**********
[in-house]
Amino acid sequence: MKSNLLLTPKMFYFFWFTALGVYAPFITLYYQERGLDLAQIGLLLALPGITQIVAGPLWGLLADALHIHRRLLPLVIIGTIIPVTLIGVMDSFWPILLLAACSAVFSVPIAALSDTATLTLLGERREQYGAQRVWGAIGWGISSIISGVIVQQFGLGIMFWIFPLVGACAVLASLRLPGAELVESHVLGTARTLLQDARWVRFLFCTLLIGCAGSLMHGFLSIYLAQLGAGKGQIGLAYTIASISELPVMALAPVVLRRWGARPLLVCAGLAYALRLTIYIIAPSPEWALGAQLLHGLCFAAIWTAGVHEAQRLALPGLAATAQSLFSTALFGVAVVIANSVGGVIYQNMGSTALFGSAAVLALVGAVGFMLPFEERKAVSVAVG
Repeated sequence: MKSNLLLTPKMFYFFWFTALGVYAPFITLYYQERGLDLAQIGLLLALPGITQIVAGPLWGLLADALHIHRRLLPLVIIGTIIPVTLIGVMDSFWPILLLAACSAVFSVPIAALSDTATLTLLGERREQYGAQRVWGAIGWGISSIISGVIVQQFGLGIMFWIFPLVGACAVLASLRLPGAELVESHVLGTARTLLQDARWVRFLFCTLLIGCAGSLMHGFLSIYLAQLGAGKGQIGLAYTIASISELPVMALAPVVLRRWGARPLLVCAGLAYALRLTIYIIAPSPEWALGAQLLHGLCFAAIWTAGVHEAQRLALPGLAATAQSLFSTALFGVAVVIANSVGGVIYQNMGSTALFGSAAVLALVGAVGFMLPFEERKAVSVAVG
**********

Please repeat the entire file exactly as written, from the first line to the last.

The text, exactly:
[in-house]
Amino acid sequence: MKSNLLLTPKMFYFFWFTALGVYAPFITLYYQERGLDLAQIGLLLALPGITQIVAGPLWGLLADALHIHRRLLPLVIIGTIIPVTLIGVMDSFWPILLLAACSAVFSVPIAALSDTATLTLLGERREQYGAQRVWGAIGWGISSIISGVIVQQFGLGIMFWIFPLVGACAVLASLRLPGAELVESHVLGTARTLLQDARWVRFLFCTLLIGCAGSLMHGFLSIYLAQLGAGKGQIGLAYTIASISELPVMALAPVVLRRWGARPLLVCAGLAYALRLTIYIIAPSPEWALGAQLLHGLCFAAIWTAGVHEAQRLALPGLAATAQSLFSTALFGVAVVIANSVGGVIYQNMGSTALFGSAAVLALVGAVGFMLPFEERKAVSVAVG
Repeated sequence: MKSNLLLTPKMFYFFWFTALGVYAPFITLYYQERGLDLAQIGLLLALPGITQIVAGPLWGLLADALHIHRRLLPLVIIGTIIPVTLIGVMDSFWPILLLAACSAVFSVPIAALSDTATLTLLGERREQYGAQRVWGAIGWGISSIISGVIVQQFGLGIMFWIFPLVGACAVLASLRLPGAELVESHVLGTARTLLQDARWVRFLFCTLLIGCAGSLMHGFLSIYLAQLGAGKGQIGLAYTIASISELPVMALAPVVLRRWGARPLLVCAGLAYALRLTIYIIAPSPEWALGAQLLHGLCFAAIWTAGVHEAQRLALPGLAATAQSLFSTALFGVAVVIANSVGGVIYQNMGSTALFGSAAVLALVGAVGFMLPFEERKAVSVAVG